Emissions control in Japan is performed on a voluntary basis, under the supervision of the Voluntary Control Council for Interference (VCCI). The VCCI was formed in December 1985 by four Japanese industry associations in response to a government request that electronics manufacturers participate in the control of electromagnetic interference. The Japanese Telecommunications Technology Council presented the Ministry of Post and Telecommunications with standards based on he internationally recognized CISPR 22 recommendations, and industry responded by organizing the VCCI.
The VCCI compliance program is voluntary in the sense that participation is not legally mandatory. It is widely supported by major Japanese companies, and the meeting of its criteria is evidenced by the application of the VCCI compliance label. The VCCI label is increasingly perceived as an indication of product quality. Though compliance is in theory voluntary, marketing pressures encourage it in practice.
Equipment must meet the VCCI technical requirements, with testing being performed at laboratories registered with the VCCI. After being informed of the equipment’s compliance via a technical report, the VCCI will issue a certificate of compliance. Compliant equipment then is marked with the VCCI label. Information is also needed to be in the user manual.
Only members of the VCCI can perform the testing and only members can label equipment as VCCI compliance. Membership is open to all interested parties. Members pay an initiation fee and an annual membership fee.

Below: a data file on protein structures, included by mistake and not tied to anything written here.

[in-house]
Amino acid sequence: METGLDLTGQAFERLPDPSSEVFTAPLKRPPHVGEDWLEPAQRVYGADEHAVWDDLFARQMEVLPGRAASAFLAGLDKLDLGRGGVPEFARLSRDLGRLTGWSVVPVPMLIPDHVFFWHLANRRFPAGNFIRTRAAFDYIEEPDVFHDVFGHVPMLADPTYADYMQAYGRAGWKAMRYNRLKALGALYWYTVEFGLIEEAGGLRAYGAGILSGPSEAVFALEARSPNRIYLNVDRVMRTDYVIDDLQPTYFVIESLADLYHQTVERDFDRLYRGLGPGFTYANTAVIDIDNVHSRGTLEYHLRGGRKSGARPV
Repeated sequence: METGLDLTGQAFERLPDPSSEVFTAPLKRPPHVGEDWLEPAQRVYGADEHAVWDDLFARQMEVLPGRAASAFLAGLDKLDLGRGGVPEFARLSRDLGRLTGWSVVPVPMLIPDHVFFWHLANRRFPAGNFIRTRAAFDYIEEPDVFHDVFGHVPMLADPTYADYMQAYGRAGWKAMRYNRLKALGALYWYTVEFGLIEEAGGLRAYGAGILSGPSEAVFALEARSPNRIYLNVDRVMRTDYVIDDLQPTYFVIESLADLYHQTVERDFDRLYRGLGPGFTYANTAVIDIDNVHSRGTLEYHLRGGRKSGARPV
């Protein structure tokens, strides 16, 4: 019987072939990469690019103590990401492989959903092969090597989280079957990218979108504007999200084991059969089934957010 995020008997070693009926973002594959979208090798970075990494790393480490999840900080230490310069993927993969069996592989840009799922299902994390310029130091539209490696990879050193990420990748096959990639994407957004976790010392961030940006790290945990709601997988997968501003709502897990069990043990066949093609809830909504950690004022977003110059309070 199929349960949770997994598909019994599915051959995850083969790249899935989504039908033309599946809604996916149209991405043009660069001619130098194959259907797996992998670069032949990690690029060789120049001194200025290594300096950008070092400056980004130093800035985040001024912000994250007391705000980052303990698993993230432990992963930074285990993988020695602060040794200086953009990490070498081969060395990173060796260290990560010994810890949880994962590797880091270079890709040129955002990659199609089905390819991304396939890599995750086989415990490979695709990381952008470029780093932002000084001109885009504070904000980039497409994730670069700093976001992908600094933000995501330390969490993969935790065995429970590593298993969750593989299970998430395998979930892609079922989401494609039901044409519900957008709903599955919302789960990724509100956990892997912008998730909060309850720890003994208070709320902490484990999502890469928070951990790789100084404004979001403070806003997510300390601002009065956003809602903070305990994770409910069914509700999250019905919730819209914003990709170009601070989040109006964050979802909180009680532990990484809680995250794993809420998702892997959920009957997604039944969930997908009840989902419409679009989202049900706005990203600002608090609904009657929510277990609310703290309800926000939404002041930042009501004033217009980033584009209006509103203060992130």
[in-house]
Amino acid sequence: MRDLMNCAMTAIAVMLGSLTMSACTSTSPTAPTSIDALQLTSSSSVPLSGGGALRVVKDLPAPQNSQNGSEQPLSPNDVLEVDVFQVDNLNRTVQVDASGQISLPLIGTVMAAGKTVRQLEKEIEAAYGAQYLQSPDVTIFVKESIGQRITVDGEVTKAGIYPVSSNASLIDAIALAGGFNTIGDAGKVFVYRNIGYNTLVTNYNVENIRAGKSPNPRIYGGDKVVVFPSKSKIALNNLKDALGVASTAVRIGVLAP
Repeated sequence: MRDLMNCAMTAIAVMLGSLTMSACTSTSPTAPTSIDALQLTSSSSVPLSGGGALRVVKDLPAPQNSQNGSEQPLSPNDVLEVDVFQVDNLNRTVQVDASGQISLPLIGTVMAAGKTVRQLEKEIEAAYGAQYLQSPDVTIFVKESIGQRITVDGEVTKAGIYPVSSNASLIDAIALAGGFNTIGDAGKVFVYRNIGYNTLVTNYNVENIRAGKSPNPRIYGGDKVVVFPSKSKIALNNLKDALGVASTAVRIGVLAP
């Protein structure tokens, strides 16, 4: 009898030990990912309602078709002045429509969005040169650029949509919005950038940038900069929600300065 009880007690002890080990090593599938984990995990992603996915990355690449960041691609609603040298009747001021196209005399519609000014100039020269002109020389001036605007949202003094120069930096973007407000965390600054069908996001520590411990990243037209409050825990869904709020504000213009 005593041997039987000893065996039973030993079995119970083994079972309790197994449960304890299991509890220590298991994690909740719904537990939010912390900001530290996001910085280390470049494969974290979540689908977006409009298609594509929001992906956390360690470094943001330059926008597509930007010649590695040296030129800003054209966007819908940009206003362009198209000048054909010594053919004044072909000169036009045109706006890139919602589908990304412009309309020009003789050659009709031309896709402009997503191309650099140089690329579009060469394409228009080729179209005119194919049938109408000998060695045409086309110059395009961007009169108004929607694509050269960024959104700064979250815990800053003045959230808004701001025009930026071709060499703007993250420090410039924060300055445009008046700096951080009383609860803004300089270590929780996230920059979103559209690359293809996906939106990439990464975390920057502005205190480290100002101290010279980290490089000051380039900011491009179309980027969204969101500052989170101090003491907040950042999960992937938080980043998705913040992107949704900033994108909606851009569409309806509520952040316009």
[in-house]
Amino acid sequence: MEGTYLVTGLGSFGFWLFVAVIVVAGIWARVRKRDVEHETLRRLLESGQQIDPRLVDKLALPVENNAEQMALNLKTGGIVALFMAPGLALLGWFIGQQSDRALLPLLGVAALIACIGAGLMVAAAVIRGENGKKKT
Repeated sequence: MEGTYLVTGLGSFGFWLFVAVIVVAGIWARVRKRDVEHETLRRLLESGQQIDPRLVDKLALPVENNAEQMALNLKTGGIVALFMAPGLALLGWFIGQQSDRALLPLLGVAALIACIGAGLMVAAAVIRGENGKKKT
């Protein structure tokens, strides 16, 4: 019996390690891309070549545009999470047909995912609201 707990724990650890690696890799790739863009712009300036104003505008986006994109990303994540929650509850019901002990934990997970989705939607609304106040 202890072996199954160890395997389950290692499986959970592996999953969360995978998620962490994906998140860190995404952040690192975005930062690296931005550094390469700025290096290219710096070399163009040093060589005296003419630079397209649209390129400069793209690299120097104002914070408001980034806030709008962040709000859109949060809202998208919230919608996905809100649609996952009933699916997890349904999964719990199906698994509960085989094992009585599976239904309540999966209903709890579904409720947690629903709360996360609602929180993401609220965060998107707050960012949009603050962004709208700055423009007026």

The VCCI does conduct a sampling program of VCCI listed equipment. The manufacturer covers the expense of the sampling-testing program. The equipment is tested at any of the VCCI listed laboratories. The equipment is considered compliant if the conducted emissions are 2 dB or more below the applicable limits and radiated measurements are 3 dB or more below the limits. Samples that fall into the higher than these levels but are still compliant the VCCI will request for improved quality assurance documentation. In the event that the equipment tested does not comply, an appeal and evaluation policy is applied to determine what further action might be taken. Action may include mandatory equipment modifications or revocation of the conformity certificate. The manufacturer must follow the final VCCI decision.
The radiated and conducted emissions limits established by the VCCI are identical to those of CISPR 22 (1993)